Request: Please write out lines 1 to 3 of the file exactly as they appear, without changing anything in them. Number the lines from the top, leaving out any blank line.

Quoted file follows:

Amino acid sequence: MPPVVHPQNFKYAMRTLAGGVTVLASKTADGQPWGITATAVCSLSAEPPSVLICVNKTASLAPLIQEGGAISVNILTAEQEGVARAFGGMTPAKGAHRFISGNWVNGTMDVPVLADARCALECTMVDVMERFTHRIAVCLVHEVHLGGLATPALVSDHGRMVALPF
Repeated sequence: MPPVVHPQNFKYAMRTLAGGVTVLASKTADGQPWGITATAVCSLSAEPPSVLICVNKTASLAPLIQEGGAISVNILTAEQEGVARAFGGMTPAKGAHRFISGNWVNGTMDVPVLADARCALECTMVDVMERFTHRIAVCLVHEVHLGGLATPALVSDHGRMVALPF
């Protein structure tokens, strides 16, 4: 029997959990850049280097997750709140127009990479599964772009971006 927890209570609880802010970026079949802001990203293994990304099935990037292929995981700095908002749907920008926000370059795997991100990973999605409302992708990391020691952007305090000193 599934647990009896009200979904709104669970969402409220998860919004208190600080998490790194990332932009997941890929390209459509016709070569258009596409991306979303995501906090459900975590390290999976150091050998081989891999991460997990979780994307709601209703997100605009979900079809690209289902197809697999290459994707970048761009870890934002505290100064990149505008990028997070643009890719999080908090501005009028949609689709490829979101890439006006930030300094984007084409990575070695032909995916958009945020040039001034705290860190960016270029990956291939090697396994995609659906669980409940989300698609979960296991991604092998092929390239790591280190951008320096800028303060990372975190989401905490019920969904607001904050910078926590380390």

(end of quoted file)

Amino acid sequence: MPPVVHPQNFKYAMRTLAGGVTVLASKTADGQPWGITATAVCSLSAEPPSVLICVNKTASLAPLIQEGGAISVNILTAEQEGVARAFGGMTPAKGAHRFISGNWVNGTMDVPVLADARCALECTMVDVMERFTHRIAVCLVHEVHLGGLATPALVSDHGRMVALPF
Repeated sequence: MPPVVHPQNFKYAMRTLAGGVTVLASKTADGQPWGITATAVCSLSAEPPSVLICVNKTASLAPLIQEGGAISVNILTAEQEGVARAFGGMTPAKGAHRFISGNWVNGTMDVPVLADARCALECTMVDVMERFTHRIAVCLVHEVHLGGLATPALVSDHGRMVALPF
């Protein structure tokens, strides 16, 4: 029997959990850049280097997750709140127009990479599964772009971006 927890209570609880802010970026079949802001990203293994990304099935990037292929995981700095908002749907920008926000370059795997991100990973999605409302992708990391020691952007305090000193 599934647990009896009200979904709104669970969402409220998860919004208190600080998490790194990332932009997941890929390209459509016709070569258009596409991306979303995501906090459900975590390290999976150091050998081989891999991460997990979780994307709601209703997100605009979900079809690209289902197809697999290459994707970048761009870890934002505290100064990149505008990028997070643009890719999080908090501005009028949609689709490829979101890439006006930030300094984007084409990575070695032909995916958009945020040039001034705290860190960016270029990956291939090697396994995609659906669980409940989300698609979960296991991604092998092929390239790591280190951008320096800028303060990372975190989401905490019920969904607001904050910078926590380390």